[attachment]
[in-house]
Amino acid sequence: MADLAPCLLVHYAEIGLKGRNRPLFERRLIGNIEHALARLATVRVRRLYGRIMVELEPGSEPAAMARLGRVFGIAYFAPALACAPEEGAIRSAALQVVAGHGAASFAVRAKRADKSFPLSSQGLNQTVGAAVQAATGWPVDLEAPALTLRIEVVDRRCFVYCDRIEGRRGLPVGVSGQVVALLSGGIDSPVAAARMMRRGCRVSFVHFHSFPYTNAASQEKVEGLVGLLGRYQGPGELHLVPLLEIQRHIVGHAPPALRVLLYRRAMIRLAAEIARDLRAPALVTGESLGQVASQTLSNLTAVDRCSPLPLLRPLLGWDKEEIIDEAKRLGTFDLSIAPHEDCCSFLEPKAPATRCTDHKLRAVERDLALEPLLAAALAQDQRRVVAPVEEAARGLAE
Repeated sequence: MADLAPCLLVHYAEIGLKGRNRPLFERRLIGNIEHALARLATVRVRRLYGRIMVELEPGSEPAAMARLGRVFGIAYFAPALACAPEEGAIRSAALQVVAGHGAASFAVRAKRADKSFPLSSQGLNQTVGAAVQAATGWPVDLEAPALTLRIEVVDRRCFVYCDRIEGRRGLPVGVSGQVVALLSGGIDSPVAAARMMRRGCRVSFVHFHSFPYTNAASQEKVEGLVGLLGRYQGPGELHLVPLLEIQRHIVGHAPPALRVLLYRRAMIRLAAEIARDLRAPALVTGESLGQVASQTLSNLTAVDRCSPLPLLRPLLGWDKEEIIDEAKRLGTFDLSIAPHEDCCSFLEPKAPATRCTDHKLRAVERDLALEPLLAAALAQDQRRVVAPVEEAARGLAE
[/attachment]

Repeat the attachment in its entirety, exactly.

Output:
[in-house]
Amino acid sequence: MADLAPCLLVHYAEIGLKGRNRPLFERRLIGNIEHALARLATVRVRRLYGRIMVELEPGSEPAAMARLGRVFGIAYFAPALACAPEEGAIRSAALQVVAGHGAASFAVRAKRADKSFPLSSQGLNQTVGAAVQAATGWPVDLEAPALTLRIEVVDRRCFVYCDRIEGRRGLPVGVSGQVVALLSGGIDSPVAAARMMRRGCRVSFVHFHSFPYTNAASQEKVEGLVGLLGRYQGPGELHLVPLLEIQRHIVGHAPPALRVLLYRRAMIRLAAEIARDLRAPALVTGESLGQVASQTLSNLTAVDRCSPLPLLRPLLGWDKEEIIDEAKRLGTFDLSIAPHEDCCSFLEPKAPATRCTDHKLRAVERDLALEPLLAAALAQDQRRVVAPVEEAARGLAE
Repeated sequence: MADLAPCLLVHYAEIGLKGRNRPLFERRLIGNIEHALARLATVRVRRLYGRIMVELEPGSEPAAMARLGRVFGIAYFAPALACAPEEGAIRSAALQVVAGHGAASFAVRAKRADKSFPLSSQGLNQTVGAAVQAATGWPVDLEAPALTLRIEVVDRRCFVYCDRIEGRRGLPVGVSGQVVALLSGGIDSPVAAARMMRRGCRVSFVHFHSFPYTNAASQEKVEGLVGLLGRYQGPGELHLVPLLEIQRHIVGHAPPALRVLLYRRAMIRLAAEIARDLRAPALVTGESLGQVASQTLSNLTAVDRCSPLPLLRPLLGWDKEEIIDEAKRLGTFDLSIAPHEDCCSFLEPKAPATRCTDHKLRAVERDLALEPLLAAALAQDQRRVVAPVEEAARGLAE